This is a digital photo that I shot many years ago. Portions of photos like this can be copied and pasted in to various photo manipulation programs such Photoshop to create interesting backgrounds for websites or creative projects, or can be used in various ways as textures in 3d software programs such as Blender, Lightwave, Maya, 3D Studio Max, etc.
a Few keywords related to this image are white, paint, chip, chipped paint, paint chip, texture, wood, nail, wall, architecture, knot, wooden, grain, lumber, wall, fence, outdoors, exterior, weathered, aged, brown, bumpmap, old.
I might crop some of them and put them here on the blog later. Some of them are multiples of the same image because I like to shoot several pics of one work and pick the best of them with fewest blurs, bad contrast, etc. for various things. I’m not sure – I may have scans of some of these somewhere in the blog already?… Oh well, multiple images of the same thing isn’t necessarily a bad thing.
Lighting was not very good on many of these… I was using interior lighting and that’s never good for shooting art. It’s too cold to go outside, and I don’t trust the wind outside when shooting photos of artwork on paper since paper tends to catch in the wind too easily. A few years back (a couple of months before we moved out of Boonville) I did try to shoot a bunch of artwork outside and a lot of it got caught in a big gust of wind. The same day a wind gust knocked over the tripod and busted the screw connector at the bottom of the camera that was on the tripod at the time. That poor camera finally died on me about a month ago or so… it’s had a hard life. I haven’t thrown it out yet in hopes that maybe it will get some life again someday… (I think something’s gone wrong with the battery connection or something).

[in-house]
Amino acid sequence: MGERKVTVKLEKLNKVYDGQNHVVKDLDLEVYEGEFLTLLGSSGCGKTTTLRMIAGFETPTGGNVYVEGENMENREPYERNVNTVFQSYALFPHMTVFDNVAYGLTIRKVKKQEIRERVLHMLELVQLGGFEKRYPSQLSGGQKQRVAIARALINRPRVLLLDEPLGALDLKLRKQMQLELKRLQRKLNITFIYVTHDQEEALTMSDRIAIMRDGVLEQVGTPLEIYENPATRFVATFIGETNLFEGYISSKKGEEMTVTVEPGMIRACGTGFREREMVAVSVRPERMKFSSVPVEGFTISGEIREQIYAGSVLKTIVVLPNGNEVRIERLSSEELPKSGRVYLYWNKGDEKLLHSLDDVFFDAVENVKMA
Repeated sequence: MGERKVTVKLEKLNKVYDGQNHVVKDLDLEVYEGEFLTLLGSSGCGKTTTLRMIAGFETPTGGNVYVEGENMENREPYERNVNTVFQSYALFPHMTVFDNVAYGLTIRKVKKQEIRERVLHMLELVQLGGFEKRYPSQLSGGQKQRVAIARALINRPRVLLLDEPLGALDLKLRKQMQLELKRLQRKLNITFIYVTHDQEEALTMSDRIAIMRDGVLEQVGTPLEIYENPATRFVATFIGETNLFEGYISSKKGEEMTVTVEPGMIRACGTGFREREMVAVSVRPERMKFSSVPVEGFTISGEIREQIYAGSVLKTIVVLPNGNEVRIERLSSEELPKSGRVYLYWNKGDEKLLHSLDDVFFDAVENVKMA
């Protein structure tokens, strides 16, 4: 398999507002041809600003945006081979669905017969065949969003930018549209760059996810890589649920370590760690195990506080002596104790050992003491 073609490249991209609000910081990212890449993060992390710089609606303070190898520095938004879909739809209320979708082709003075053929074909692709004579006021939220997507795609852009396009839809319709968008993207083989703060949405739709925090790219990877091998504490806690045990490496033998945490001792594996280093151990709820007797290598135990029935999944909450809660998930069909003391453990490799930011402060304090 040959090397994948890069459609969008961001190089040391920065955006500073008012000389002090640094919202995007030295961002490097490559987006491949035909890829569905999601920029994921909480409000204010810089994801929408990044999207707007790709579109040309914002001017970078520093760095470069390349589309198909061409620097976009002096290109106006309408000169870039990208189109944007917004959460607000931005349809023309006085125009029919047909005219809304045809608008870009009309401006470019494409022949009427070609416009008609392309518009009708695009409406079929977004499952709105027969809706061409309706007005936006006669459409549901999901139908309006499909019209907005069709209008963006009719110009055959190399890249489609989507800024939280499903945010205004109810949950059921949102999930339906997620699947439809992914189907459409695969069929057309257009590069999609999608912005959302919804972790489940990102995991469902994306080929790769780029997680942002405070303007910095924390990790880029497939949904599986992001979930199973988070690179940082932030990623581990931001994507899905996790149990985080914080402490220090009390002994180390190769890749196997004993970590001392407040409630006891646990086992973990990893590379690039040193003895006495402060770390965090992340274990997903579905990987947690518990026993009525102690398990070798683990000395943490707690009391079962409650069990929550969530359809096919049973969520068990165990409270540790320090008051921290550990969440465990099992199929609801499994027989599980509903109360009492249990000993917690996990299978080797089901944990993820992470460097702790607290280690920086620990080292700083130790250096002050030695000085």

Shooting photos of art is much faster than trying to scan them. I also scanned a bunch of my ‘morning pages’ today from the last year or so. I have not consistently done that every day, but there’s still a heck of a pile of paper. I probably won’t publish that to the public since there’s a lot of private thoughts on it… but might upload it somewhere secure for a backup like in email or google docs. Scanning those is not super time consuming since I’m going on very low resolution of 100 dpi or so for the scans since there isn’t any real big drawing/painting to it even if there’s a sketch or two here and there from dream scapes I tried to outline the architecture of, etc. Many of my dreams have a very architectural feel for them… various locations tie in together in various ways with hallways, placements of architectural elements, etc. It can sometimes get intricate in how I try to detail my ‘morning pages’/diary or whatever you want to call it because of that… Jung had archetypes. I have archetypes and architecture that those archetypes act in. All the world’s a stage…
The above link is an old electric meter box that I found in downtown Boonville, Missouri. The aged and weathered look of the paint on it caught my eye as did the contrast of the color of it vs the color of the nearby gutter shown in the image.
This is the backside of a dumpster that has been worn down over time. It looks like the patterns on where the paint has been removed has happened due to rubbing against the collection truck as it is emptied. I find the swirly patterns to be rather interesting.
I might possibly try some various Art Challenges eventually in the 1000 day challenge. I’m not sure about which ones, but I’m posting some challenges that I know about here for future reference. Even if I don’t take up the challenge, I feel these links might be helpful to any fellow artists reading this…
For a while in college I was fascinated by the idea of driving and the metaphor of how the car becomes a part of one’s self – an extension of the inner self in a variety of ways. Much of my art since that time has revolved around the idea of the journey, and seeing the landmarks on the road we see daily both in cars and outside of them. Roads that parallel highways and exit ramps and overpasses – tunnels to new places, and exits and entries on the highway of life fascinate me both visually, spiritually, and emotionally. We are all on journeys every day. Do we take the time to see what we are passing or just let it pass us by?
I added the above youtube video to this post to help show the work in a way that is somewhat close to the setup it was originally intended to have. Unfortunately, I’ve never shown this work in a gallery or anything, so this was a quick video I took recently in 2014 before putting the work in to storage.